We have all seen the movies where a big girl with glasses and messy hair, loses weight, gets lenses and a nice haircut, and all of the sudden is well-liked. As kids are watching this, they get the message that people will like and value you if you are small. Even though it’s not outright, they still get understand that subtle message.
This is what I thought in high school. I thought people would like me more and I would be more confident if I was thinner. Looking back at what my figure was, I wasn’t big at all. The body image aspect we have of ourselves is usually something most of us have to deal with throughout our lives.
Once I decided to go to college, I wanted to go for nutrition because I had been thinking about it for a while and I was fascinated by more than just the body size.
I genuinely thought it was cool how nutrition affects our health, the food part of it and I love food and eating, so it was a combination of many things that pushed me to do a career in nutrition.
After I became a Registered Dietitian, I was still not aware of the Intuitive Eating model. I understood some of the concepts but not within the model. I started a private practice right away which grew by word of mouth. I was focusing on weight loss, but something wasn’t lining up. If a client lost a pound or two it was just like great job and continue. There was no discussion of how is your body feeling? If they gained weight, they were so guilty and would try to figure out what was wrong with them.
When they would overeat or binge, I would coach them through that. Sometimes I would look at what their eating and see that their eating well but are not losing weight. So, I started feeling like a failure because I am not giving them what they came for-weight loss.
A few months later I read the Intuitive eating book. At first, it was boring but once you get into it it makes so much sense. I started doing it for myself. At that point, I realized that focusing on weight loss is not for me. But people were still coming to me for weight loss. So, I would tell them the scale is optional…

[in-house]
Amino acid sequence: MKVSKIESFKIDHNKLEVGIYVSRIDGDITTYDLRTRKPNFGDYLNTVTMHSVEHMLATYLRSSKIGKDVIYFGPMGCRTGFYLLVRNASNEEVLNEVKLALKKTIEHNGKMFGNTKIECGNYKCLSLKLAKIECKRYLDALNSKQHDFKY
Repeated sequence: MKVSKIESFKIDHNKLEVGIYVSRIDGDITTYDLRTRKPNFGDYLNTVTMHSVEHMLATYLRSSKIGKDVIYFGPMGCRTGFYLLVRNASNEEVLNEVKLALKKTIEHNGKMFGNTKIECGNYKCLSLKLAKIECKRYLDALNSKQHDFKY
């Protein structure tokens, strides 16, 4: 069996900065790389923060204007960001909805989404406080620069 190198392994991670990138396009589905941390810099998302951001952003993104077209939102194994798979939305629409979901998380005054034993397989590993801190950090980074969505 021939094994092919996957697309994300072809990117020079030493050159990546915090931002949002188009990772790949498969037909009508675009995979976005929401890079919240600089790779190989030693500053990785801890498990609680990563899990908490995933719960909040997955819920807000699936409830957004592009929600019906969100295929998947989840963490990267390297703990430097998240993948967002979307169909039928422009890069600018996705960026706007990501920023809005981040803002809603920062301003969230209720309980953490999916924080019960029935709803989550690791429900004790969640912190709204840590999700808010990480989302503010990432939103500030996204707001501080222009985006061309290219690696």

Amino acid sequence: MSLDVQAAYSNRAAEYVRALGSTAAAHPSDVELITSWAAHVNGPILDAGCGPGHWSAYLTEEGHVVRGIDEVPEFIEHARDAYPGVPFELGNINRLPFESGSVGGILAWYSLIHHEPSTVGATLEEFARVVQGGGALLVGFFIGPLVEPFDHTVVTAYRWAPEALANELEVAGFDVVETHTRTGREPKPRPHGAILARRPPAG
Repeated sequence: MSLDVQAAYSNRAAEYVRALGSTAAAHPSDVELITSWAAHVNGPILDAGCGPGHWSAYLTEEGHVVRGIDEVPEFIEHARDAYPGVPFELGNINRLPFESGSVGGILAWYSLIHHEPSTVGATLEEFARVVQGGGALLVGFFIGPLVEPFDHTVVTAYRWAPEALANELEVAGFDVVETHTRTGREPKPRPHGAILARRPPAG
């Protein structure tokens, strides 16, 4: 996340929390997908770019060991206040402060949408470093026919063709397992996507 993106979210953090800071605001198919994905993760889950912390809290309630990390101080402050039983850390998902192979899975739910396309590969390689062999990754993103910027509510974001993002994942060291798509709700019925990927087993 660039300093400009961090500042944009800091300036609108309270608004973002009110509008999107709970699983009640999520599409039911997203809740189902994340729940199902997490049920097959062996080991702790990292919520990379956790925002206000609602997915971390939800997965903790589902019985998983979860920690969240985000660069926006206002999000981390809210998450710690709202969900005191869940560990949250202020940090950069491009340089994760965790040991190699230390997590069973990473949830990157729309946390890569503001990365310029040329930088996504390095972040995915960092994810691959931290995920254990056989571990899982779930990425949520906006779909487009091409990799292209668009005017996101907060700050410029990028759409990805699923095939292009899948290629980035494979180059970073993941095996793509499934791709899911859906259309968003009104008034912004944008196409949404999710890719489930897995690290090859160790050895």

It took me around 4 months to fully transition to Intuitive Eating. I was nervous about who would come to me because people want weight loss.
But I couldn’t do it anymore, so I switched to Intuitive Eating. I still remember my first client; I was like yay she agreed to come to see me. It felt so much better and aligned for me. You have to do what’s right for you.
With Intuitive Eating, you have to spend time explaining to people the value of making peace with food. Because it’s so much more than making peace with food when you think about all of the brain space it takes up. When you go out for ice cream with your kids, so you tell yourself you won’t eat anything but sugar-free. Then you end up eating from your kids and coming home and binging because you didn’t satisfy yourself. Think of how much energy and space that takes up.
When your at peace with food, you trust yourself. I will go to the ice cream store and if I want ice cream I’ll get it, if not I won’t. Sometimes you will and sometimes you won’t and either way you will move on with your life and have wonderful memories.
So, it’s very important for me to explain to my clients the value of food freedom. It’s ultimately so that you are in tune with your values, living life fully, and loving and caring for yourself even if you don’t love your body.
When I switched over to Intuitive Eating, I did get some pushback from people close to me. They would tell me, “But weight loss sells.” It was very painful when I tried to explain to a close family member what I do, and they said than your not a dietitian. I was so hurt.